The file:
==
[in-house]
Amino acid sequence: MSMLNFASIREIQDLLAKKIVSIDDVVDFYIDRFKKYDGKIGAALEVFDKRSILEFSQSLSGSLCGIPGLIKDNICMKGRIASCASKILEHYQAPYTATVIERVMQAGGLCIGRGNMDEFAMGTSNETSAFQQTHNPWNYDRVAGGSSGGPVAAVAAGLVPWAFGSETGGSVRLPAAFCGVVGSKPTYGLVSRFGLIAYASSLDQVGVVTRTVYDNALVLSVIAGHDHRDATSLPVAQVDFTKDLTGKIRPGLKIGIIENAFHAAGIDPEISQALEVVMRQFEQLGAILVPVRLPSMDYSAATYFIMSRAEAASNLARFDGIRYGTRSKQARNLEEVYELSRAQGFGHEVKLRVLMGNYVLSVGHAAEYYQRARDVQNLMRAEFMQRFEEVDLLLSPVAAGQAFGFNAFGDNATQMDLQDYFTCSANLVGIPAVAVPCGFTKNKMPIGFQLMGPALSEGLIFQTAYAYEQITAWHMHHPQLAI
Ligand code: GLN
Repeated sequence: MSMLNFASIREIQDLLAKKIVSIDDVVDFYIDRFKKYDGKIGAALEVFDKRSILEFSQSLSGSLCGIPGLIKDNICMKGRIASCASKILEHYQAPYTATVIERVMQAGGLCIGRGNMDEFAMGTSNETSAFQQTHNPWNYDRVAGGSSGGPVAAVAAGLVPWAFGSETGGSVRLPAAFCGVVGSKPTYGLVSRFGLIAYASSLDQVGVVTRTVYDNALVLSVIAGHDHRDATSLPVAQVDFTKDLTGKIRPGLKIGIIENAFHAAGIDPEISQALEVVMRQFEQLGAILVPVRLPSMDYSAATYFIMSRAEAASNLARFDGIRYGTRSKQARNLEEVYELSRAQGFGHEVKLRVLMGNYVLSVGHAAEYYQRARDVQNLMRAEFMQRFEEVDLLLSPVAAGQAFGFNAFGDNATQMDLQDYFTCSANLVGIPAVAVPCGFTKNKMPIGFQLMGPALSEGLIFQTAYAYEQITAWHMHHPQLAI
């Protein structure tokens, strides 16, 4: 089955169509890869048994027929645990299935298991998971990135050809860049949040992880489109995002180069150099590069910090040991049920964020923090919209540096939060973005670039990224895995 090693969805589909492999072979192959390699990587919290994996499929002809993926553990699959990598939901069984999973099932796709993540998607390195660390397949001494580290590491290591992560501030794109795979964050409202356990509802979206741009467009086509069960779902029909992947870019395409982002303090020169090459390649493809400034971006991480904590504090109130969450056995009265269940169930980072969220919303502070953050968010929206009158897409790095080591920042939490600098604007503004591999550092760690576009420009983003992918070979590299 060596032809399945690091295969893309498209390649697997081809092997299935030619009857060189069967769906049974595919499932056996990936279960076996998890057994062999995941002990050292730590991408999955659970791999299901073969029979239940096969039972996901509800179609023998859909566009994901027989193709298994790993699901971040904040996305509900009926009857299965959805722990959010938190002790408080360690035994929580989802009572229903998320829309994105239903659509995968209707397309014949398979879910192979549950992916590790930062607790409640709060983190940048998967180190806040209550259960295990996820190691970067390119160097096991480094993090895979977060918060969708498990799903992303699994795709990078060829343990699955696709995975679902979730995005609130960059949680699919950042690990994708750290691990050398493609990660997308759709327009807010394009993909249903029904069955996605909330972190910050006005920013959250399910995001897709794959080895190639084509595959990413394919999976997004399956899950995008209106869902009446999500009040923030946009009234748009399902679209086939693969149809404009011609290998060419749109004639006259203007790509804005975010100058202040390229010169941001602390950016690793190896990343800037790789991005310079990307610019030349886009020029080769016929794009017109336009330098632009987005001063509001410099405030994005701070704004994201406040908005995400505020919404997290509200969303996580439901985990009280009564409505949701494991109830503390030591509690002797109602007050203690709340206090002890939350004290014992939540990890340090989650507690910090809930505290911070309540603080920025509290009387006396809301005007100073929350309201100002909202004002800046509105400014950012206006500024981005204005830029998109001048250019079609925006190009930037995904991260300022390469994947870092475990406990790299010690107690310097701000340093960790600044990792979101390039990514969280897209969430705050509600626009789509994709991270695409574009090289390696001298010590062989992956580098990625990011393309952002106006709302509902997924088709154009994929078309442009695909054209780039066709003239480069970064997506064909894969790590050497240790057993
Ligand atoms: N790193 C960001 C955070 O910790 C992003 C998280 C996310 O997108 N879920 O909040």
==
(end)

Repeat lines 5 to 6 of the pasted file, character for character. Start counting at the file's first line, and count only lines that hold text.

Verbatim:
């Protein structure tokens, strides 16, 4: 089955169509890869048994027929645990299935298991998971990135050809860049949040992880489109995002180069150099590069910090040991049920964020923090919209540096939060973005670039990224895995 090693969805589909492999072979192959390699990587919290994996499929002809993926553990699959990598939901069984999973099932796709993540998607390195660390397949001494580290590491290591992560501030794109795979964050409202356990509802979206741009467009086509069960779902029909992947870019395409982002303090020169090459390649493809400034971006991480904590504090109130969450056995009265269940169930980072969220919303502070953050968010929206009158897409790095080591920042939490600098604007503004591999550092760690576009420009983003992918070979590299 060596032809399945690091295969893309498209390649697997081809092997299935030619009857060189069967769906049974595919499932056996990936279960076996998890057994062999995941002990050292730590991408999955659970791999299901073969029979239940096969039972996901509800179609023998859909566009994901027989193709298994790993699901971040904040996305509900009926009857299965959805722990959010938190002790408080360690035994929580989802009572229903998320829309994105239903659509995968209707397309014949398979879910192979549950992916590790930062607790409640709060983190940048998967180190806040209550259960295990996820190691970067390119160097096991480094993090895979977060918060969708498990799903992303699994795709990078060829343990699955696709995975679902979730995005609130960059949680699919950042690990994708750290691990050398493609990660997308759709327009807010394009993909249903029904069955996605909330972190910050006005920013959250399910995001897709794959080895190639084509595959990413394919999976997004399956899950995008209106869902009446999500009040923030946009009234748009399902679209086939693969149809404009011609290998060419749109004639006259203007790509804005975010100058202040390229010169941001602390950016690793190896990343800037790789991005310079990307610019030349886009020029080769016929794009017109336009330098632009987005001063509001410099405030994005701070704004994201406040908005995400505020919404997290509200969303996580439901985990009280009564409505949701494991109830503390030591509690002797109602007050203690709340206090002890939350004290014992939540990890340090989650507690910090809930505290911070309540603080920025509290009387006396809301005007100073929350309201100002909202004002800046509105400014950012206006500024981005204005830029998109001048250019079609925006190009930037995904991260300022390469994947870092475990406990790299010690107690310097701000340093960790600044990792979101390039990514969280897209969430705050509600626009789509994709991270695409574009090289390696001298010590062989992956580098990625990011393309952002106006709302509902997924088709154009994929078309442009695909054209780039066709003239480069970064997506064909894969790590050497240790057993
Ligand atoms: N790193 C960001 C955070 O910790 C992003 C998280 C996310 O997108 N879920 O909040």